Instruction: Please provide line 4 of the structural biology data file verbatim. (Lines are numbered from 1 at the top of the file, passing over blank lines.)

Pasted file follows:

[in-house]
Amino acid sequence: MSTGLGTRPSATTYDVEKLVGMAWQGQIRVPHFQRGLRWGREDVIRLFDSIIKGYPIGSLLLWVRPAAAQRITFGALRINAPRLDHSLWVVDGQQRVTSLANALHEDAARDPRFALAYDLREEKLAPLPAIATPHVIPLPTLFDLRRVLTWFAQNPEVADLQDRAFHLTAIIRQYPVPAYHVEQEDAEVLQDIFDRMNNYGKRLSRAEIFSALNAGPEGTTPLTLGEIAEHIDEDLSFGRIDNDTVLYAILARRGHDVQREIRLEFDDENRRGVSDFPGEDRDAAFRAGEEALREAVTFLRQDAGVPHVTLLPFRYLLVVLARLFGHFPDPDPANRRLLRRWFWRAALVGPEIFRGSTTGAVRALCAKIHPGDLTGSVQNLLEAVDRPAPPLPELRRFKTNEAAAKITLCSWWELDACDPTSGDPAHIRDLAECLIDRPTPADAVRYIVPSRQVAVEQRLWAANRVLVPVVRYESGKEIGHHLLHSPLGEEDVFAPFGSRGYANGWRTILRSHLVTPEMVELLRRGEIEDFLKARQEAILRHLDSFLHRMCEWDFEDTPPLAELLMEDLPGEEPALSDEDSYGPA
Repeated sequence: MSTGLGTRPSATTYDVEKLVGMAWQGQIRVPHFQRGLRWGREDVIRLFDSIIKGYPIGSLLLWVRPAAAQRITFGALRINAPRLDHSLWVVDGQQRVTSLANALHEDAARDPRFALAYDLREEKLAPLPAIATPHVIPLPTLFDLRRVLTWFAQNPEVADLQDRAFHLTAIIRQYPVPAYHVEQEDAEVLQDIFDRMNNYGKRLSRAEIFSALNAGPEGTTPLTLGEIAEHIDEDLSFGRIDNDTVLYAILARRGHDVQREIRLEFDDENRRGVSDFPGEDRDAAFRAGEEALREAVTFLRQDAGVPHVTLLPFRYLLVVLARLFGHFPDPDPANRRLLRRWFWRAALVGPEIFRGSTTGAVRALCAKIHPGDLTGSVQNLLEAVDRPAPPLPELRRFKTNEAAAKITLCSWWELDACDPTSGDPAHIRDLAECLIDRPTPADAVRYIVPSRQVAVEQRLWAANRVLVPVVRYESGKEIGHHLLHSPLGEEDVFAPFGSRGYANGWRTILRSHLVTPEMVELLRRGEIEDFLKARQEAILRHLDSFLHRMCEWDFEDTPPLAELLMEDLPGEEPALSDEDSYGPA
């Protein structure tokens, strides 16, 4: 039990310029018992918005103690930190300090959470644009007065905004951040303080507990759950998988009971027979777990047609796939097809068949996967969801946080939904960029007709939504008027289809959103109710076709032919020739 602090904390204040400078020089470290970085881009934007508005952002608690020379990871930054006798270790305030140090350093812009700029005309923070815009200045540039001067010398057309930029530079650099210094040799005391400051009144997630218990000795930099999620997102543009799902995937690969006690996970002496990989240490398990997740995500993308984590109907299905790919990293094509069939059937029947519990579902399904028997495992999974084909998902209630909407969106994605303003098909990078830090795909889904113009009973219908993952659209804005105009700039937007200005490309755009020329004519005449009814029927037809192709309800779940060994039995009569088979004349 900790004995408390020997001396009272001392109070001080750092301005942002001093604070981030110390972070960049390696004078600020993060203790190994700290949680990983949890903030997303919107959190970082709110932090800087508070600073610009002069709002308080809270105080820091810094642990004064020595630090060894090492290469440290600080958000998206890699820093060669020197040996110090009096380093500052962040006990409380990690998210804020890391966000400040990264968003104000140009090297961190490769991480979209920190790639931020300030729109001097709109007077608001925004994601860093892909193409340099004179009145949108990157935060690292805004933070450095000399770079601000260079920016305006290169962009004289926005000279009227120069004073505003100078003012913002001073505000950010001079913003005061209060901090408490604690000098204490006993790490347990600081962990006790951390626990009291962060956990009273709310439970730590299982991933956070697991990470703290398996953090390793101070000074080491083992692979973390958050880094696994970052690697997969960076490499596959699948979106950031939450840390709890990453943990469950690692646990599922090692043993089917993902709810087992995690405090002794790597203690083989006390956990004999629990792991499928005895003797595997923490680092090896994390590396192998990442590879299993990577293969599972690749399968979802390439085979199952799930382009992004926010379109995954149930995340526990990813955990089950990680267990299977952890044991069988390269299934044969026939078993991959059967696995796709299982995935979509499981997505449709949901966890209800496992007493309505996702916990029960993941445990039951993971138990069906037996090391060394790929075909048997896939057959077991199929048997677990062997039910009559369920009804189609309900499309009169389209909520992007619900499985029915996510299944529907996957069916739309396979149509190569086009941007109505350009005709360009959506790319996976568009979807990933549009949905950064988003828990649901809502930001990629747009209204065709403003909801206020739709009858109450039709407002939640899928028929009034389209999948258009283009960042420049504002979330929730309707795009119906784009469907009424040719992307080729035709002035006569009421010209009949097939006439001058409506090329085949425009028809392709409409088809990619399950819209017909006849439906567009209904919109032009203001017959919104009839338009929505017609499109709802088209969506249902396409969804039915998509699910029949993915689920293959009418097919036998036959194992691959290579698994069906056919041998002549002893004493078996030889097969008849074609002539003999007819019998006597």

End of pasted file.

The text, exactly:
């Protein structure tokens, strides 16, 4: 039990310029018992918005103690930190300090959470644009007065905004951040303080507990759950998988009971027979777990047609796939097809068949996967969801946080939904960029007709939504008027289809959103109710076709032919020739 602090904390204040400078020089470290970085881009934007508005952002608690020379990871930054006798270790305030140090350093812009700029005309923070815009200045540039001067010398057309930029530079650099210094040799005391400051009144997630218990000795930099999620997102543009799902995937690969006690996970002496990989240490398990997740995500993308984590109907299905790919990293094509069939059937029947519990579902399904028997495992999974084909998902209630909407969106994605303003098909990078830090795909889904113009009973219908993952659209804005105009700039937007200005490309755009020329004519005449009814029927037809192709309800779940060994039995009569088979004349 900790004995408390020997001396009272001392109070001080750092301005942002001093604070981030110390972070960049390696004078600020993060203790190994700290949680990983949890903030997303919107959190970082709110932090800087508070600073610009002069709002308080809270105080820091810094642990004064020595630090060894090492290469440290600080958000998206890699820093060669020197040996110090009096380093500052962040006990409380990690998210804020890391966000400040990264968003104000140009090297961190490769991480979209920190790639931020300030729109001097709109007077608001925004994601860093892909193409340099004179009145949108990157935060690292805004933070450095000399770079601000260079920016305006290169962009004289926005000279009227120069004073505003100078003012913002001073505000950010001079913003005061209060901090408490604690000098204490006993790490347990600081962990006790951390626990009291962060956990009273709310439970730590299982991933956070697991990470703290398996953090390793101070000074080491083992692979973390958050880094696994970052690697997969960076490499596959699948979106950031939450840390709890990453943990469950690692646990599922090692043993089917993902709810087992995690405090002794790597203690083989006390956990004999629990792991499928005895003797595997923490680092090896994390590396192998990442590879299993990577293969599972690749399968979802390439085979199952799930382009992004926010379109995954149930995340526990990813955990089950990680267990299977952890044991069988390269299934044969026939078993991959059967696995796709299982995935979509499981997505449709949901966890209800496992007493309505996702916990029960993941445990039951993971138990069906037996090391060394790929075909048997896939057959077991199929048997677990062997039910009559369920009804189609309900499309009169389209909520992007619900499985029915996510299944529907996957069916739309396979149509190569086009941007109505350009005709360009959506790319996976568009979807990933549009949905950064988003828990649901809502930001990629747009209204065709403003909801206020739709009858109450039709407002939640899928028929009034389209999948258009283009960042420049504002979330929730309707795009119906784009469907009424040719992307080729035709002035006569009421010209009949097939006439001058409506090329085949425009028809392709409409088809990619399950819209017909006849439906567009209904919109032009203001017959919104009839338009929505017609499109709802088209969506249902396409969804039915998509699910029949993915689920293959009418097919036998036959194992691959290579698994069906056919041998002549002893004493078996030889097969008849074609002539003999007819019998006597």